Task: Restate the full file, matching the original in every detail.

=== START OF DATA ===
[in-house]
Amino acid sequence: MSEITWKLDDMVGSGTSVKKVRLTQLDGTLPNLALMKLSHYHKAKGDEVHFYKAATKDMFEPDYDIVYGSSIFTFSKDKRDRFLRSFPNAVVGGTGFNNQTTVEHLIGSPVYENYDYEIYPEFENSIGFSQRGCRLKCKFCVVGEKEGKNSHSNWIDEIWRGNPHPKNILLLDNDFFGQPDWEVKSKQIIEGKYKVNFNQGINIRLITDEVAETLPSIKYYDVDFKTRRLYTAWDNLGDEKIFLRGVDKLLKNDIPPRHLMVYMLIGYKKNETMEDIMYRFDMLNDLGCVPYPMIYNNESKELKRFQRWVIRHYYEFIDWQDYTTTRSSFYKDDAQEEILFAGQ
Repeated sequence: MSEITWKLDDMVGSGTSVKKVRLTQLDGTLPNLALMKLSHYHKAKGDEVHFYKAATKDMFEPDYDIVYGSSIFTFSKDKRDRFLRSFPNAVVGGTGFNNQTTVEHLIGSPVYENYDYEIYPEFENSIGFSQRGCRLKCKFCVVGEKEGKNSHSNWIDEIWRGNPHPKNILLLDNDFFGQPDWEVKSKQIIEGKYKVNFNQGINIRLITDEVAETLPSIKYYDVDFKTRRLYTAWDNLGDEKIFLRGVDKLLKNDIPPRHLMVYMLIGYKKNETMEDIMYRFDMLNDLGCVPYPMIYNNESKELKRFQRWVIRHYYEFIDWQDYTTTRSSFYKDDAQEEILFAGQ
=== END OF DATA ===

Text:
[in-house]
Amino acid sequence: MSEITWKLDDMVGSGTSVKKVRLTQLDGTLPNLALMKLSHYHKAKGDEVHFYKAATKDMFEPDYDIVYGSSIFTFSKDKRDRFLRSFPNAVVGGTGFNNQTTVEHLIGSPVYENYDYEIYPEFENSIGFSQRGCRLKCKFCVVGEKEGKNSHSNWIDEIWRGNPHPKNILLLDNDFFGQPDWEVKSKQIIEGKYKVNFNQGINIRLITDEVAETLPSIKYYDVDFKTRRLYTAWDNLGDEKIFLRGVDKLLKNDIPPRHLMVYMLIGYKKNETMEDIMYRFDMLNDLGCVPYPMIYNNESKELKRFQRWVIRHYYEFIDWQDYTTTRSSFYKDDAQEEILFAGQ
Repeated sequence: MSEITWKLDDMVGSGTSVKKVRLTQLDGTLPNLALMKLSHYHKAKGDEVHFYKAATKDMFEPDYDIVYGSSIFTFSKDKRDRFLRSFPNAVVGGTGFNNQTTVEHLIGSPVYENYDYEIYPEFENSIGFSQRGCRLKCKFCVVGEKEGKNSHSNWIDEIWRGNPHPKNILLLDNDFFGQPDWEVKSKQIIEGKYKVNFNQGINIRLITDEVAETLPSIKYYDVDFKTRRLYTAWDNLGDEKIFLRGVDKLLKNDIPPRHLMVYMLIGYKKNETMEDIMYRFDMLNDLGCVPYPMIYNNESKELKRFQRWVIRHYYEFIDWQDYTTTRSSFYKDDAQEEILFAGQ